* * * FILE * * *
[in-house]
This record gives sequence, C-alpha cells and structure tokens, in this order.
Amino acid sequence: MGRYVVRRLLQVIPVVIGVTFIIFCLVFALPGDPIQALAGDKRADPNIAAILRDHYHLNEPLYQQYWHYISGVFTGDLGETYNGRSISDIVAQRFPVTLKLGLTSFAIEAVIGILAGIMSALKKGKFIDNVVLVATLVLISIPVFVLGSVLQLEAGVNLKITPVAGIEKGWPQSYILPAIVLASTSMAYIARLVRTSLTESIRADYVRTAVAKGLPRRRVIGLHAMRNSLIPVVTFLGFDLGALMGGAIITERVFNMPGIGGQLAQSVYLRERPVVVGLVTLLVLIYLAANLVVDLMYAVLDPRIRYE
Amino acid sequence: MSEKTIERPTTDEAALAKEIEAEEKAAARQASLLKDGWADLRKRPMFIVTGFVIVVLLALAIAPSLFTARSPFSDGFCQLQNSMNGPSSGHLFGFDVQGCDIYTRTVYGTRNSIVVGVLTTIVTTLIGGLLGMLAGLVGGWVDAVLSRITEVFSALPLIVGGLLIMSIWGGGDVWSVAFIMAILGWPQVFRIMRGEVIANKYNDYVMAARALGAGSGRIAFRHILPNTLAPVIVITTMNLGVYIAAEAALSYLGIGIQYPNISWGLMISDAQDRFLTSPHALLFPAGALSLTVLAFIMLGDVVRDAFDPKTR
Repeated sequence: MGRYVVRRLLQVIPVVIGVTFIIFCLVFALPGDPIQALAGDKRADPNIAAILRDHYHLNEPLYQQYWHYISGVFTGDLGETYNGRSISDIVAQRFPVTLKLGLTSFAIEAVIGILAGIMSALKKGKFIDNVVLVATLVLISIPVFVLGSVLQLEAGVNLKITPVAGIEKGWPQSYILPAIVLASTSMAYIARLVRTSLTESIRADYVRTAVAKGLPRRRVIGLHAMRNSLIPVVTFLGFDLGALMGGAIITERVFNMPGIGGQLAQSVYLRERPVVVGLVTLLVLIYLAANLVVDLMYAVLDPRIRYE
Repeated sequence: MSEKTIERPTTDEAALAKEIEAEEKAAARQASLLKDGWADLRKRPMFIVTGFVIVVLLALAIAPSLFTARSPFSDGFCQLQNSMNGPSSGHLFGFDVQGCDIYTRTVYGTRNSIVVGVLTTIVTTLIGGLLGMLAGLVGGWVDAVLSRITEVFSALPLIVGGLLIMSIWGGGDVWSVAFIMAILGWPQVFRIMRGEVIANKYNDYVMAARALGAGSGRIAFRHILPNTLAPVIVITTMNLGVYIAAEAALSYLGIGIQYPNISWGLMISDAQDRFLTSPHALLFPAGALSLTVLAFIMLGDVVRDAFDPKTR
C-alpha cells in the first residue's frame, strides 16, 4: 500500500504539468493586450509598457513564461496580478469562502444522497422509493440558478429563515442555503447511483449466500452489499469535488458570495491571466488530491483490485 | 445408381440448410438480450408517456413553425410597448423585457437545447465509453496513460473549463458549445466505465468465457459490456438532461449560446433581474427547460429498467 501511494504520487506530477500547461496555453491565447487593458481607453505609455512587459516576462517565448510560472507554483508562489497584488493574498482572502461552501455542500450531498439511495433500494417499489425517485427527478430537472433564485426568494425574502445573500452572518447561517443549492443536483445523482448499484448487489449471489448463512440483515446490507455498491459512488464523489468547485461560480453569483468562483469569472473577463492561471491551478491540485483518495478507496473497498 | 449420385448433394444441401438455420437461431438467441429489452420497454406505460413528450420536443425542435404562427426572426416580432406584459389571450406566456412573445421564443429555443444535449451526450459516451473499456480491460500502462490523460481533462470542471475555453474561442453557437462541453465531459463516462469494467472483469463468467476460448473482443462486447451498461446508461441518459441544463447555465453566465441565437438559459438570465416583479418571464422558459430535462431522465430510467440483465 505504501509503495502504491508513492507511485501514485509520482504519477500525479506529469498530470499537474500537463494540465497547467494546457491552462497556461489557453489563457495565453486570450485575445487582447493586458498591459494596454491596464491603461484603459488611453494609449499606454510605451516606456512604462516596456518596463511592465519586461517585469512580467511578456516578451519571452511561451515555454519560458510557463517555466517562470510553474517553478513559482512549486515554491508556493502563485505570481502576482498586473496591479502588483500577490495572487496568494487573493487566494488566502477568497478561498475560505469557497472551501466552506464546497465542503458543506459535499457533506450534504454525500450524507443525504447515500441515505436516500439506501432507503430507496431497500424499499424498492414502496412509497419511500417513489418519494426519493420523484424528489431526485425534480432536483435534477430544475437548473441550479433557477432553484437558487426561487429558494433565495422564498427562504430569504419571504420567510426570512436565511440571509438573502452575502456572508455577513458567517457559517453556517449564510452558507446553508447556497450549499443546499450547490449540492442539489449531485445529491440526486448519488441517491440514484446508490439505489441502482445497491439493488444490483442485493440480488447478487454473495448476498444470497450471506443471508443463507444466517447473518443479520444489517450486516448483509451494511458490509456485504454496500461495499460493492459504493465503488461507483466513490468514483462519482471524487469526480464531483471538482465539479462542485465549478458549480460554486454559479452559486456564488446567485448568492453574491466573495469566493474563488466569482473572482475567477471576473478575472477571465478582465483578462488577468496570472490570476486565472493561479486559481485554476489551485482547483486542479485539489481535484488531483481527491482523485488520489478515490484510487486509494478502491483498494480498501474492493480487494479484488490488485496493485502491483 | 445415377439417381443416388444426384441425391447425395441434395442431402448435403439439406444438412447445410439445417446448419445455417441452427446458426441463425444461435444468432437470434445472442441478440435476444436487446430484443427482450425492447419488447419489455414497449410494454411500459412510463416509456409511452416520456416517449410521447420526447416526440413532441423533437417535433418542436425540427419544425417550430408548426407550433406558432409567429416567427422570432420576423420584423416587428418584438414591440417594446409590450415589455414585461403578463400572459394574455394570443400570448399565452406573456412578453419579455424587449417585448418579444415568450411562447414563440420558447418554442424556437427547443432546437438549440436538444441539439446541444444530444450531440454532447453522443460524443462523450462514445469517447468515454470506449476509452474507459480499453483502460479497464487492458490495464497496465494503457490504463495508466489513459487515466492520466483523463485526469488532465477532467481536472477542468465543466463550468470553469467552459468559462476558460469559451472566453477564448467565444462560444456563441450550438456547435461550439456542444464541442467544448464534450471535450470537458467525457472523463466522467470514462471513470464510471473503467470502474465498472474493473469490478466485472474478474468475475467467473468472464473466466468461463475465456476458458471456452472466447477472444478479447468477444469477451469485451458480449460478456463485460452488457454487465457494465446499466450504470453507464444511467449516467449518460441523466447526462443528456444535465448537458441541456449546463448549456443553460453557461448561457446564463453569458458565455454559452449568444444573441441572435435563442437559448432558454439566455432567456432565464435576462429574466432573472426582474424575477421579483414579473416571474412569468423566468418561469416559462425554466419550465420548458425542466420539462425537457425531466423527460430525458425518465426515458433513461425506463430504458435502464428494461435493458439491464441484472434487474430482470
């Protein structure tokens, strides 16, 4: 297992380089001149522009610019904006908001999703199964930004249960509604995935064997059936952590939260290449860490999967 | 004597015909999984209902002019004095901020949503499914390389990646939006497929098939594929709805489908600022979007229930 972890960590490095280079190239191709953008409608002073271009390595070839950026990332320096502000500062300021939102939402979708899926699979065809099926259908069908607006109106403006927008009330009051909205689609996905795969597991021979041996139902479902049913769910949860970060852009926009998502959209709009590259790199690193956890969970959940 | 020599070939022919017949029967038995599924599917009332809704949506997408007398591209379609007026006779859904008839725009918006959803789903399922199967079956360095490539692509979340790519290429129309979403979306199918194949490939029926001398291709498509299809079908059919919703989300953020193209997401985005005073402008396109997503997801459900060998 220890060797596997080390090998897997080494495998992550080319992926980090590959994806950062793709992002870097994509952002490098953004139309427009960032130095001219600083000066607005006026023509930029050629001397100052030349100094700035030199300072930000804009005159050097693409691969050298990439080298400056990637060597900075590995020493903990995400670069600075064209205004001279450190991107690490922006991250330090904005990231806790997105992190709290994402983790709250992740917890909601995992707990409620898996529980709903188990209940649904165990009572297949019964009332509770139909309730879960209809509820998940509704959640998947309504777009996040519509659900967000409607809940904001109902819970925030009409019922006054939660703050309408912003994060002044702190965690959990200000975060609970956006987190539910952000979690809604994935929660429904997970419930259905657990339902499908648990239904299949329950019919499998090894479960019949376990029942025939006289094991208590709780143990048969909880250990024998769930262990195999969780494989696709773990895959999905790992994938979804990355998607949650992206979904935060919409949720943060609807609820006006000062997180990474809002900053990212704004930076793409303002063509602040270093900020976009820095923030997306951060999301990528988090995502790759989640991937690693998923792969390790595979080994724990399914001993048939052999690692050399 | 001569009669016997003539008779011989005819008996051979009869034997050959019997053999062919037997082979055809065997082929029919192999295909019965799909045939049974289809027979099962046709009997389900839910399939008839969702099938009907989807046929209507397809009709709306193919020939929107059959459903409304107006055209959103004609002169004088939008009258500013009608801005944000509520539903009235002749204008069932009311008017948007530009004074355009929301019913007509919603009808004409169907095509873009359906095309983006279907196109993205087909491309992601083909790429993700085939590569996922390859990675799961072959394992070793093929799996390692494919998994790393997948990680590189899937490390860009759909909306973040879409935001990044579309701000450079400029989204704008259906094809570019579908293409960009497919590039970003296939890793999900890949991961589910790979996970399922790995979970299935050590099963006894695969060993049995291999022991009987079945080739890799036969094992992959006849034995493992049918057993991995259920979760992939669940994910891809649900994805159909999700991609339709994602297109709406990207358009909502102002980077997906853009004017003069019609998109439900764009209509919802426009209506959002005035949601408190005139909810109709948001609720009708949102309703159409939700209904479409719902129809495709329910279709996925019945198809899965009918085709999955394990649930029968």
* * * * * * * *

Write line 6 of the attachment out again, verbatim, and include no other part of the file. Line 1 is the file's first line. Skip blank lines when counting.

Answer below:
Repeated sequence: MSEKTIERPTTDEAALAKEIEAEEKAAARQASLLKDGWADLRKRPMFIVTGFVIVVLLALAIAPSLFTARSPFSDGFCQLQNSMNGPSSGHLFGFDVQGCDIYTRTVYGTRNSIVVGVLTTIVTTLIGGLLGMLAGLVGGWVDAVLSRITEVFSALPLIVGGLLIMSIWGGGDVWSVAFIMAILGWPQVFRIMRGEVIANKYNDYVMAARALGAGSGRIAFRHILPNTLAPVIVITTMNLGVYIAAEAALSYLGIGIQYPNISWGLMISDAQDRFLTSPHALLFPAGALSLTVLAFIMLGDVVRDAFDPKTR